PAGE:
More broadly, it would appear, markets (after a one-day plunge a week and a half ago) are taking their guidance from the SARS experience, where the epidemic had a sharp but modest impact on the global economy. It is estimated SARS shaved only between about $US40 billion and $US100 billion ($60 billion and $149 billion) off global GDP and was over within six months.
Most of the analysis of the latest epidemic sees the coronavirus shaving 10 to 20 basis points off global GDP this year, with the impact concentrated in this quarter ahead of a strong bounce back in the June quarter. Thus the economic effects of the virus are regarded as a temporary and fleeting.
Apart from the fact that the virus has yet to be contained that is probably an optimistic viewpoint.
As many have noted, in 2003 China represented only about 4 per cent of the global economy but today it constitutes more than 14 per cent.
It is also far more connected and central to global economic activity. It’s a massive market for other countries goods and services, the major global centre for manufactured products and a major intermediary in global supply chains and trade.
It’s also worth remembering that China’s economic fragility isn’t only due to the virus.
The trade war with the US and, even before that, its own attempts to deleverage and reorient its economy towards consumption had slowed its growth rate to levels last seen nearly 30 years ago.
That makes the inevitable further slowing of the growth rate of the world’s second-largest economy – and by far the biggest contributor to global growth – of even greater significance than it might otherwise have been.
So, why are the markets so complacent?
They may not be. The US bond market is inverting again, with short-term interest rates now higher than most longer-term rates.
In the past inversions in the US bond market have presaged economic slowdowns, indeed recessions. In the current circumstances the inversion probably has to do with a flood of cash pouring into the market in a flight to the traditional safety of US Treasuries.
That, and a strengthening of the US dollar against America’s major trading partners as news of the virus emerged, would be consistent with a rise in anxiety levels among global investors.
The sharemarket might be benefiting from the same flight to safety but from investors willing to take apparently higher risks for greater returns.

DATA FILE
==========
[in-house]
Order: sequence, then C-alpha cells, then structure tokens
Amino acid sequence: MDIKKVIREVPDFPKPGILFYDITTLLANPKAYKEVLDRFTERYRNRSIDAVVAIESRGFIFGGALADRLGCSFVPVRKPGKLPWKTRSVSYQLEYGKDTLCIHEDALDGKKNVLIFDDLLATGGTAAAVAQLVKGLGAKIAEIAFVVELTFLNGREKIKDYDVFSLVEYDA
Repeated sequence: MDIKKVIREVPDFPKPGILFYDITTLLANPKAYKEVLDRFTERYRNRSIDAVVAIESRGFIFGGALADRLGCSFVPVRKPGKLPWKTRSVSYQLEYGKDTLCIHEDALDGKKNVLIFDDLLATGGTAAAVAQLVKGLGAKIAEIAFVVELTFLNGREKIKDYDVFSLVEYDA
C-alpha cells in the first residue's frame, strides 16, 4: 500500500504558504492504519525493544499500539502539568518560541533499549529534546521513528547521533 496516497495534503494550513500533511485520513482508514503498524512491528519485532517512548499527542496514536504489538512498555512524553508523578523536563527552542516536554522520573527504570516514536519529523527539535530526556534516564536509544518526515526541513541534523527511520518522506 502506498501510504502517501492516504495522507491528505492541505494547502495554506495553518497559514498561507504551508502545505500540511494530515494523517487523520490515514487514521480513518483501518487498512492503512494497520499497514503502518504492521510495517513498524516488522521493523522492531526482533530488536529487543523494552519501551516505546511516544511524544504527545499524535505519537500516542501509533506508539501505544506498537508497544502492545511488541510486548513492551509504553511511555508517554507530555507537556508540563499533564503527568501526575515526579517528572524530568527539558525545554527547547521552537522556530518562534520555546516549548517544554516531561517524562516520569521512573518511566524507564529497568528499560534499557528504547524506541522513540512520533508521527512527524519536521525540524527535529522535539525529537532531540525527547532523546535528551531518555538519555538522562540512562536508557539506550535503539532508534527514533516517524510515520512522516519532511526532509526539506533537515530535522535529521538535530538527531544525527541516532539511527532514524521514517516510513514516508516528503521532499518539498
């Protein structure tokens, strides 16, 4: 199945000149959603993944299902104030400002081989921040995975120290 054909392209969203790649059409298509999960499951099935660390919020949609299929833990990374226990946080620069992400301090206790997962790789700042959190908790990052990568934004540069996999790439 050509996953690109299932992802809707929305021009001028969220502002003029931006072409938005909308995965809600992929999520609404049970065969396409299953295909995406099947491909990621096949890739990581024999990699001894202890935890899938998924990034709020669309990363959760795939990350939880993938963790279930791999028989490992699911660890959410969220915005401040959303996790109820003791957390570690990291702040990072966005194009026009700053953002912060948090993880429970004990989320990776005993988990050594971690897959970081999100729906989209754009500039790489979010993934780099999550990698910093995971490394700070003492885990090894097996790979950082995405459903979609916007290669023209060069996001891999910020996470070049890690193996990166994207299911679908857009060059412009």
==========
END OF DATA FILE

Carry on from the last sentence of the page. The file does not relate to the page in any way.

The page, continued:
With monetary policy settings in the US where they are, that perception of higher risk might not be the reality.
In the post-crisis era it has become apparent – and a conviction among equity investors – that central banks, while citing economic policy motivations for their actions, will do whatever it takes to avoid stresses in their financial markets.
The distinction between real economies and financial markets seems to have been blurred and the fundamentals of earnings and assets have become less relevant than the markets’ expectations of the central bankers’ next moves.
In a somewhat perverse development in this post-crisis period, those market expectations seem to have been factored into central bank decision-making. To avoid wealth-destroying market tantrums the central banks have generally delivered what the markets want.
The US Federal Reserve Board has already relaxed US monetary policy. It cut its benchmark rate three times last year after the sharemarket imploded late in 2008 as investors responded to the threat of more rate rises.
It is also reflating its balance sheet in response to last year’s seizure of the “repo” market.
If the coronavirus were seen as a threat to US growth, whether directly or indirectly through its impact on the global economy or both, the Fed will inevitably cut rates again and, if necessary, step up its purchases of Treasury bills and bonds in a full-scale quantitative easing program.
Other central banks, including the Reserve Bank, would have no option but to respond in kind to avoid a sharp appreciation in their currencies that would throttle their own growth.
Thus sharemarket investors would feel as though they have central bank insurance against a downside from the coronavirus that is greater than is generally anticipated.
All’s good in their world.
Stephen is one of Australia’s most respected business journalists. He was most recently co-founder and associate editor of the Business Spectator website and an associate editor and senior columnist at The Australian.